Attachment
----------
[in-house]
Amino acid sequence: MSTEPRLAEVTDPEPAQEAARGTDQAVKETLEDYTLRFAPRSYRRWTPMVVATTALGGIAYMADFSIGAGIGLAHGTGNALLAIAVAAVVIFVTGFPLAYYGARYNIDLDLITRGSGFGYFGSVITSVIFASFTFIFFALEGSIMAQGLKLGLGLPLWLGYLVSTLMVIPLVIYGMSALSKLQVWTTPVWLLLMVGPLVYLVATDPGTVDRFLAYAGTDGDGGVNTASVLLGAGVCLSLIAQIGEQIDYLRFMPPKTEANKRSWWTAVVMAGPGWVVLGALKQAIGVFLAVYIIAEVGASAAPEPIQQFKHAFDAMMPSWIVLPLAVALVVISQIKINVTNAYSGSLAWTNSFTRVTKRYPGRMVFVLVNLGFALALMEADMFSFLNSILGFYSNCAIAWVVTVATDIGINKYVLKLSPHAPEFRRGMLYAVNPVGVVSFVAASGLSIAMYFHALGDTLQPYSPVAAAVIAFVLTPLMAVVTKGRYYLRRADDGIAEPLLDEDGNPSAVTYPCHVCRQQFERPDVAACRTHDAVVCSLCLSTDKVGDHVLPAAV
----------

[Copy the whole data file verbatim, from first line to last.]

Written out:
[in-house]
Amino acid sequence: MSTEPRLAEVTDPEPAQEAARGTDQAVKETLEDYTLRFAPRSYRRWTPMVVATTALGGIAYMADFSIGAGIGLAHGTGNALLAIAVAAVVIFVTGFPLAYYGARYNIDLDLITRGSGFGYFGSVITSVIFASFTFIFFALEGSIMAQGLKLGLGLPLWLGYLVSTLMVIPLVIYGMSALSKLQVWTTPVWLLLMVGPLVYLVATDPGTVDRFLAYAGTDGDGGVNTASVLLGAGVCLSLIAQIGEQIDYLRFMPPKTEANKRSWWTAVVMAGPGWVVLGALKQAIGVFLAVYIIAEVGASAAPEPIQQFKHAFDAMMPSWIVLPLAVALVVISQIKINVTNAYSGSLAWTNSFTRVTKRYPGRMVFVLVNLGFALALMEADMFSFLNSILGFYSNCAIAWVVTVATDIGINKYVLKLSPHAPEFRRGMLYAVNPVGVVSFVAASGLSIAMYFHALGDTLQPYSPVAAAVIAFVLTPLMAVVTKGRYYLRRADDGIAEPLLDEDGNPSAVTYPCHVCRQQFERPDVAACRTHDAVVCSLCLSTDKVGDHVLPAAV